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Contour sites have always offered an enticing site context for architects. There exists a possibility of working with the massing of a structure through a section as opposed to a plan. Even if an architect were to choose to not work the contours, one would still read the building with the context of the contours. In addition to facilitating a dynamic connection between the built structure and the landscape, one can also play with the idea of arrival and how the structure will reveal itself. There are a multitude of different architectural operatives that one can employ to react to the given site context.
The Weekend House at Aalloa by Indian architectural practice Studio 4000, illustrates one such example of working with contours. Located in the middle of a vast forested area along the banks of the Sabarmati River near the city of Ahmedabad in Gujarat, India, the structure enjoys an air of contemplative solitude. The natural landscape of the site is shaped by the ebb and flow of the river that has carved out an undulating slope that includes a flat plateau-like surface that is 15 meters above the water level. With an approach from the north and the flat plane along its western edge, the ground plane is the only active site context the studio uses to conceive the structure. Intending to preserve large parts of the original land form and maintain the ecology of the site, the built intervention is limited to a small footprint.
Consisting of the main house, a swimming pool and a water tower, the out of the structures are excavated along the site incline. The main house could have potentially been placed on top of the flat plane, but by placing the rectilinear mass at an angle, the relatively flat land becomes a usable outdoor space. The swimming pool and water tower are carved into an adjoining earth mound, which creates a small valley between the two structures. The water tower, which is finished in stone masonry, rises from the high point of this hill. The two blocks follow the site's organic undulations, which leads to them having a unique axis that responds first to the landscape and then to each other.
Because of its location, the main house has a basement at this southern edge as a mezzanine at the northern edge. Volumetrically the entire structure is perhaps the same as a ground-plus-one rectilinear structure. The modulation of the internal volume is reflected in the structure’s exterior materiality as well. Supported by a retaining wall facing the north-west direction and an east-facing façade designed to reveal scenic vistas. There is a duality in the porosity of the two facades. The retaining wall is dense and thick while the eastern facade is finished with glass and is transparent. The eastern façade is also oriented parallel to the river’s edge and has a large front yard that acts as a foreground to the entire structure.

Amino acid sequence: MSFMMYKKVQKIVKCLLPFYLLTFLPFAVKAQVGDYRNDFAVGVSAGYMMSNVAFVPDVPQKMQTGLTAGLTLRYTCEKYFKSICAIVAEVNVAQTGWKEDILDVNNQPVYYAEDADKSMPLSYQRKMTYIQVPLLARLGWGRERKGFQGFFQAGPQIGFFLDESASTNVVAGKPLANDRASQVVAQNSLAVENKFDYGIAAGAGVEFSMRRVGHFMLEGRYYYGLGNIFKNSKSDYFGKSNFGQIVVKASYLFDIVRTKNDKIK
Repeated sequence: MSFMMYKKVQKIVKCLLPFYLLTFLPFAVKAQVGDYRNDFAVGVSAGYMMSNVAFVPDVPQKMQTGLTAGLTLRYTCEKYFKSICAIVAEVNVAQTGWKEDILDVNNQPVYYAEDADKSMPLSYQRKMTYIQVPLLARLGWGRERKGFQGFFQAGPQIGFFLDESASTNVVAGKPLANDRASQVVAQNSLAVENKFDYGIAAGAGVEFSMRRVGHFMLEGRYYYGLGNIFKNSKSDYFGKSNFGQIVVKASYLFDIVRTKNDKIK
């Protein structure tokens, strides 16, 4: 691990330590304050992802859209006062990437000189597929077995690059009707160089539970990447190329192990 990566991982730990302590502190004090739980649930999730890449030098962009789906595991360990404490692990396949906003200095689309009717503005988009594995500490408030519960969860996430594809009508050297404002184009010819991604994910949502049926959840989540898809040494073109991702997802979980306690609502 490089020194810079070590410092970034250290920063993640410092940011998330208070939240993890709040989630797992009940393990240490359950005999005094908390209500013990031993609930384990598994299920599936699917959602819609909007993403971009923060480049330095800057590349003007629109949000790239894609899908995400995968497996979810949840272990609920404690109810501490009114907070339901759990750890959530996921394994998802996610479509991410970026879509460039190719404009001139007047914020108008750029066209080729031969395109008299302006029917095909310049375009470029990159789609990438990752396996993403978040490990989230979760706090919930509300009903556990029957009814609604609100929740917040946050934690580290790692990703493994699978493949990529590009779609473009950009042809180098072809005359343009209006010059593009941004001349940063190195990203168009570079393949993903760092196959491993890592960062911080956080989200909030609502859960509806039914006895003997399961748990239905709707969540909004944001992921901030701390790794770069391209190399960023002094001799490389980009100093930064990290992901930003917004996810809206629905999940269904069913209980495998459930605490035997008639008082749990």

Both the façade carefully integrate the interior design as well. The retaining wall features a jagged profile that accommodates the residential services such as the kitchen, toilets, storage and washing area. Featuring stone cladding the finish extends to the basement, and acts as a replacement for a plinth. The eastern façade features teakwood and glass panels as doors and windows. These fenestrations are carefully thickened in strategic locations to function as furniture. The duality continues to be present beyond the materiality of the structure and in part of the studio’s conceptual axiom. Playing with the idea of opposing conditions the residential design of the structure is spoken about through a dichotomy, such as a hillside v/s riverside view, sunset v/s moonrise, service v/s served space and so on.
Mirroring the landscape’s profile is the structure’s wrapped concrete roof. The roof is inclined along the same angle as the slope that previously existed on the land. Sitting on top of the structure as a single plane, the roof dips down at the southeast corner of the house. This creates an interesting interior vista within the living room. The roof is supported by the retaining wall on one edge and through a series of columns in the rest of the structure as if it were a continuous loggia. The roof's prolife intends to create an internal volume that allows occupants to experience not only the slope as a ground plane but also as a ceiling. This envelopes the entire house in the spatial experience of the site's natural slope.
Name: Weekend house at Aalloa
Location: Ahmedabad, Gujarat, India
Area: 3500 square meters
Year of completion: 2021
Architect: Studio 4000, Smit Vyas, Khushboo Vyas
Landscape Designer: Studio 4000
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